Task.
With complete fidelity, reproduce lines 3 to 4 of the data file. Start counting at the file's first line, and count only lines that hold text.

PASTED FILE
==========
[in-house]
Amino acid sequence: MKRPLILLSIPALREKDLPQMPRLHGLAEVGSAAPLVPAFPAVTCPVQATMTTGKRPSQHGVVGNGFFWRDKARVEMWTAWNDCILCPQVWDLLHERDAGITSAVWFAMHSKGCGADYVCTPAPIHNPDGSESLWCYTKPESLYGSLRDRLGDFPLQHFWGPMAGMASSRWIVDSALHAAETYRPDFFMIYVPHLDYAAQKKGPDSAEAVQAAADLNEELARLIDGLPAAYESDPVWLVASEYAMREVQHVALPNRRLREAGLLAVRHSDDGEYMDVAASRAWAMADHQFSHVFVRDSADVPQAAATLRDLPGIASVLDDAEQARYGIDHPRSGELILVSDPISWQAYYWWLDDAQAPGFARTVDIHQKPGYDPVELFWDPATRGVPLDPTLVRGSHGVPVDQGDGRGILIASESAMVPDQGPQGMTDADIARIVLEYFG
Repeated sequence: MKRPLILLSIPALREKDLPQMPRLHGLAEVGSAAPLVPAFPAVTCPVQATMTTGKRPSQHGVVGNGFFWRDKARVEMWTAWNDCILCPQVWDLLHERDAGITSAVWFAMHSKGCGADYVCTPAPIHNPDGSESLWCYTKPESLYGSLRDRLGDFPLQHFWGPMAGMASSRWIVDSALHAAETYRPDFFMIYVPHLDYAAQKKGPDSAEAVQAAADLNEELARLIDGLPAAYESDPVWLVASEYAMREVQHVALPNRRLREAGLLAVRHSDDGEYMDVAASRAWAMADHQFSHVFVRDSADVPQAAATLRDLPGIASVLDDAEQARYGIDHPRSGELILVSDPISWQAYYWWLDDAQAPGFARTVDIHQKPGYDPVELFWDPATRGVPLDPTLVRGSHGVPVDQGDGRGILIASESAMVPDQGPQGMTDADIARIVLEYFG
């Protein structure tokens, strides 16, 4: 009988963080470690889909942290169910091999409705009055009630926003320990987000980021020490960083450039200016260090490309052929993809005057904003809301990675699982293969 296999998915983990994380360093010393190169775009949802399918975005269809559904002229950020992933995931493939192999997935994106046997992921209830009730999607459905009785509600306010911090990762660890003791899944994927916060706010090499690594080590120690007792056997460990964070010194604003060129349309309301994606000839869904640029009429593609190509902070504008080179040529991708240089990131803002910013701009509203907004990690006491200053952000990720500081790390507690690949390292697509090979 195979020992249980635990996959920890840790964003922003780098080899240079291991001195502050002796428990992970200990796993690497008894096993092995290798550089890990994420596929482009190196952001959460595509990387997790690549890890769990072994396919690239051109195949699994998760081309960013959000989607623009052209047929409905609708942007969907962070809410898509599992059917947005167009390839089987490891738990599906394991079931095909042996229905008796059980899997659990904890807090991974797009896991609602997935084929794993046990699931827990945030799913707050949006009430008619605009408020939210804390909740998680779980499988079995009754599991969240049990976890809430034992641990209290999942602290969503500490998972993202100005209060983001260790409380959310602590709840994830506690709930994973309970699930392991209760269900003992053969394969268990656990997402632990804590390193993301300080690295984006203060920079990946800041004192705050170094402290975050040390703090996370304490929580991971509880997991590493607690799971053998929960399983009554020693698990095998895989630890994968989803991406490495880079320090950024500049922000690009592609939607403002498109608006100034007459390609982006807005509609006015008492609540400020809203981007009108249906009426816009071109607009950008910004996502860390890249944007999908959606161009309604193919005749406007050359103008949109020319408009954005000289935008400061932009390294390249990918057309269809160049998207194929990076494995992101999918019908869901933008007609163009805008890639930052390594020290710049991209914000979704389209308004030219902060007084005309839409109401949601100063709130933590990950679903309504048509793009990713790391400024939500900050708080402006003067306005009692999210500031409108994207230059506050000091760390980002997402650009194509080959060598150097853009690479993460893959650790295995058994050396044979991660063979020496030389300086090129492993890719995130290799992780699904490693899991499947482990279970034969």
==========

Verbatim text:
Repeated sequence: MKRPLILLSIPALREKDLPQMPRLHGLAEVGSAAPLVPAFPAVTCPVQATMTTGKRPSQHGVVGNGFFWRDKARVEMWTAWNDCILCPQVWDLLHERDAGITSAVWFAMHSKGCGADYVCTPAPIHNPDGSESLWCYTKPESLYGSLRDRLGDFPLQHFWGPMAGMASSRWIVDSALHAAETYRPDFFMIYVPHLDYAAQKKGPDSAEAVQAAADLNEELARLIDGLPAAYESDPVWLVASEYAMREVQHVALPNRRLREAGLLAVRHSDDGEYMDVAASRAWAMADHQFSHVFVRDSADVPQAAATLRDLPGIASVLDDAEQARYGIDHPRSGELILVSDPISWQAYYWWLDDAQAPGFARTVDIHQKPGYDPVELFWDPATRGVPLDPTLVRGSHGVPVDQGDGRGILIASESAMVPDQGPQGMTDADIARIVLEYFG
């Protein structure tokens, strides 16, 4: 009988963080470690889909942290169910091999409705009055009630926003320990987000980021020490960083450039200016260090490309052929993809005057904003809301990675699982293969 296999998915983990994380360093010393190169775009949802399918975005269809559904002229950020992933995931493939192999997935994106046997992921209830009730999607459905009785509600306010911090990762660890003791899944994927916060706010090499690594080590120690007792056997460990964070010194604003060129349309309301994606000839869904640029009429593609190509902070504008080179040529991708240089990131803002910013701009509203907004990690006491200053952000990720500081790390507690690949390292697509090979 195979020992249980635990996959920890840790964003922003780098080899240079291991001195502050002796428990992970200990796993690497008894096993092995290798550089890990994420596929482009190196952001959460595509990387997790690549890890769990072994396919690239051109195949699994998760081309960013959000989607623009052209047929409905609708942007969907962070809410898509599992059917947005167009390839089987490891738990599906394991079931095909042996229905008796059980899997659990904890807090991974797009896991609602997935084929794993046990699931827990945030799913707050949006009430008619605009408020939210804390909740998680779980499988079995009754599991969240049990976890809430034992641990209290999942602290969503500490998972993202100005209060983001260790409380959310602590709840994830506690709930994973309970699930392991209760269900003992053969394969268990656990997402632990804590390193993301300080690295984006203060920079990946800041004192705050170094402290975050040390703090996370304490929580991971509880997991590493607690799971053998929960399983009554020693698990095998895989630890994968989803991406490495880079320090950024500049922000690009592609939607403002498109608006100034007459390609982006807005509609006015008492609540400020809203981007009108249906009426816009071109607009950008910004996502860390890249944007999908959606161009309604193919005749406007050359103008949109020319408009954005000289935008400061932009390294390249990918057309269809160049998207194929990076494995992101999918019908869901933008007609163009805008890639930052390594020290710049991209914000979704389209308004030219902060007084005309839409109401949601100063709130933590990950679903309504048509793009990713790391400024939500900050708080402006003067306005009692999210500031409108994207230059506050000091760390980002997402650009194509080959060598150097853009690479993460893959650790295995058994050396044979991660063979020496030389300086090129492993890719995130290799992780699904490693899991499947482990279970034969």